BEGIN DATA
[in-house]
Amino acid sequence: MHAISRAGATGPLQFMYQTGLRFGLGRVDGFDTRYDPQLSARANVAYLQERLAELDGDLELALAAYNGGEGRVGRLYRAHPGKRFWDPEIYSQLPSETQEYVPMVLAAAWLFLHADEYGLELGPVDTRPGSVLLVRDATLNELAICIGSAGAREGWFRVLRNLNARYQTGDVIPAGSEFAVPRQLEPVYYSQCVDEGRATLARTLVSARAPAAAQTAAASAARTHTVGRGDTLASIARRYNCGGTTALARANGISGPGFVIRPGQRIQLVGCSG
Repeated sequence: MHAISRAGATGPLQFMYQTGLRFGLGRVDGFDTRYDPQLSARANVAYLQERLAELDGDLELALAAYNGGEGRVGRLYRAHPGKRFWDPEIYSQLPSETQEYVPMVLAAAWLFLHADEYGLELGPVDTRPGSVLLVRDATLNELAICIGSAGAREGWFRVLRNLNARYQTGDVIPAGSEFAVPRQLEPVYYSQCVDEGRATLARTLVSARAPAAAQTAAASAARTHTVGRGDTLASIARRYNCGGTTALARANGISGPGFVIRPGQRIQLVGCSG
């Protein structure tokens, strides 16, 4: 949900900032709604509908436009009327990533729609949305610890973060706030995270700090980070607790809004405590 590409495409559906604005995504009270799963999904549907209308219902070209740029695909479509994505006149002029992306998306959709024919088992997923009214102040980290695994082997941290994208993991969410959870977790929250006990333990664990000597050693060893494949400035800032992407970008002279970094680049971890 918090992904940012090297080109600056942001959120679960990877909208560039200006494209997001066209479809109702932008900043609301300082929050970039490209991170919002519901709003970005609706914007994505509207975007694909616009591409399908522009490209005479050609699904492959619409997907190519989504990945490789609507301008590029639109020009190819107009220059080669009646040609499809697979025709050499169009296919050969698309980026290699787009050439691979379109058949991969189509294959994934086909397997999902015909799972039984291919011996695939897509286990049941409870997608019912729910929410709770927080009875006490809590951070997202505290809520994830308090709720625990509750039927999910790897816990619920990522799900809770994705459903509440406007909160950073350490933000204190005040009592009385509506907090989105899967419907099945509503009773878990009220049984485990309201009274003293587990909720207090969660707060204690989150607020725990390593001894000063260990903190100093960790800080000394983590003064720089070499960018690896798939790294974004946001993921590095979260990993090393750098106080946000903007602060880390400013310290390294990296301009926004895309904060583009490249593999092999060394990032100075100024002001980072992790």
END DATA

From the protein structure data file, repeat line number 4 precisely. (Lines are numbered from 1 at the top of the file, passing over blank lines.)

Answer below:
């Protein structure tokens, strides 16, 4: 949900900032709604509908436009009327990533729609949305610890973060706030995270700090980070607790809004405590 590409495409559906604005995504009270799963999904549907209308219902070209740029695909479509994505006149002029992306998306959709024919088992997923009214102040980290695994082997941290994208993991969410959870977790929250006990333990664990000597050693060893494949400035800032992407970008002279970094680049971890 918090992904940012090297080109600056942001959120679960990877909208560039200006494209997001066209479809109702932008900043609301300082929050970039490209991170919002519901709003970005609706914007994505509207975007694909616009591409399908522009490209005479050609699904492959619409997907190519989504990945490789609507301008590029639109020009190819107009220059080669009646040609499809697979025709050499169009296919050969698309980026290699787009050439691979379109058949991969189509294959994934086909397997999902015909799972039984291919011996695939897509286990049941409870997608019912729910929410709770927080009875006490809590951070997202505290809520994830308090709720625990509750039927999910790897816990619920990522799900809770994705459903509440406007909160950073350490933000204190005040009592009385509506907090989105899967419907099945509503009773878990009220049984485990309201009274003293587990909720207090969660707060204690989150607020725990390593001894000063260990903190100093960790800080000394983590003064720089070499960018690896798939790294974004946001993921590095979260990993090393750098106080946000903007602060880390400013310290390294990296301009926004895309904060583009490249593999092999060394990032100075100024002001980072992790």